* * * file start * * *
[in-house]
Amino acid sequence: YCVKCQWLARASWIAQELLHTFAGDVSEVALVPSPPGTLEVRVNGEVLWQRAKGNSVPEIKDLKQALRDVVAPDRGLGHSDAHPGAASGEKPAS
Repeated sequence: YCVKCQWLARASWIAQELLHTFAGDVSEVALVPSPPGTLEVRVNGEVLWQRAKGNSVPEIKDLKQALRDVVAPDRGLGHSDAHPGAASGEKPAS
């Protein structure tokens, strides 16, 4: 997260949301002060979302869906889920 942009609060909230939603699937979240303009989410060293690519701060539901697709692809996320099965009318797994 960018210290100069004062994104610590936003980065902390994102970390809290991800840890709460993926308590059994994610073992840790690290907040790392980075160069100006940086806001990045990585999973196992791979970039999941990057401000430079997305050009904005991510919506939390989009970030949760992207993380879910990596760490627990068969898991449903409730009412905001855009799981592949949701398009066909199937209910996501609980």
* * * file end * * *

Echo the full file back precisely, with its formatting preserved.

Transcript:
[in-house]
Amino acid sequence: YCVKCQWLARASWIAQELLHTFAGDVSEVALVPSPPGTLEVRVNGEVLWQRAKGNSVPEIKDLKQALRDVVAPDRGLGHSDAHPGAASGEKPAS
Repeated sequence: YCVKCQWLARASWIAQELLHTFAGDVSEVALVPSPPGTLEVRVNGEVLWQRAKGNSVPEIKDLKQALRDVVAPDRGLGHSDAHPGAASGEKPAS
């Protein structure tokens, strides 16, 4: 997260949301002060979302869906889920 942009609060909230939603699937979240303009989410060293690519701060539901697709692809996320099965009318797994 960018210290100069004062994104610590936003980065902390994102970390809290991800840890709460993926308590059994994610073992840790690290907040790392980075160069100006940086806001990045990585999973196992791979970039999941990057401000430079997305050009904005991510919506939390989009970030949760992207993380879910990596760490627990068969898991449903409730009412905001855009799981592949949701398009066909199937209910996501609980």